Archives For cathedral

Last time in Part 1, we introduced the proverbial Big Four of doom metal. Though “big” is a word that certainly applies to their elite stature among the subgenre, it did not apply to their sales figures. Even Epicus Doomicus Metallicus, the Candlemass debut record that is often considered doom metal’s finest hour, was a commercial flop upon its 1986 release. Though it’s a phrase that originally applied to the Velvet Underground, I think it’s fair to say that “not many people heard those early albums, but everyone who did went out and started a band.”

One of those copies of Epicus reached Messiah Marcolin, who sang for a band called Mercy with a booming, intense, opera-like voice. He called Leif Edling in the middle of the night, sang him “Solitude” over the phone, and offered to sing for Candlemass. While dressed as a medieval monk.

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For some fans, this is THE Cathedral album, even more than the pioneering death/doom classic, “Forest of Equilibrium.” In that record’s aftermath, it would have been very easy for the band (now considered such innovators), to continue with the Forest’s sound.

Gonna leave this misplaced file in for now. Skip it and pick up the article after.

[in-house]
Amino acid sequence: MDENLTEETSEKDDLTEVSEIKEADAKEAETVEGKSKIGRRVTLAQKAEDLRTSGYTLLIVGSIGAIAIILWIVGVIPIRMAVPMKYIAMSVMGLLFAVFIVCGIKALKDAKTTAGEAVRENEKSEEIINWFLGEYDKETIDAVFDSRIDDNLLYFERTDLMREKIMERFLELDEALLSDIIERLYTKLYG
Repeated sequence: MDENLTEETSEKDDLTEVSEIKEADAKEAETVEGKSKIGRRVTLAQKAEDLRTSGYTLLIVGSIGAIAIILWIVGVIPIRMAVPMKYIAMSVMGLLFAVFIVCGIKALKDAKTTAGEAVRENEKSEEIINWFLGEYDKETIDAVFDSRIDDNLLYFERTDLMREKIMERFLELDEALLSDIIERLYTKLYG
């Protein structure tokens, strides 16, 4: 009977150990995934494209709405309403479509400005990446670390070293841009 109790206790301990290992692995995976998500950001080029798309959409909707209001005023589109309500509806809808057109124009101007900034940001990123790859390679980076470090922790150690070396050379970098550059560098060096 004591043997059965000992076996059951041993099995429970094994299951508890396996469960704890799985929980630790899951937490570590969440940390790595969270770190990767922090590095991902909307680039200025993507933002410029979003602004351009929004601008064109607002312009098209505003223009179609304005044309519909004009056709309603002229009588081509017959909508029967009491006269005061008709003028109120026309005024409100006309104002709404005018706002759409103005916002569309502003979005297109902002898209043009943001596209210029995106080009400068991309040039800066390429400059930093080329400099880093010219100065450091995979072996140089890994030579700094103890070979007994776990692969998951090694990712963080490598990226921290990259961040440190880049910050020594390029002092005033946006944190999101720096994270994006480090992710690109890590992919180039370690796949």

But Cathedral’s sound on “The Carnival Bizarre” added a hefty dose of seventies-style hard rock and dropped the deadly growls in favor of a gravelly, off-key snarl. Were it not for the band name on that (incredibly trippy) album cover, you may have trouble believing it’s still Cathedral. As you fold out that dense and busy spread of artwork however, don’t be intimidated by its grotesque-ness: “The Carnival Bizarre” is one of the most accessible and enjoyable doom metal records in the subgenre’s history.

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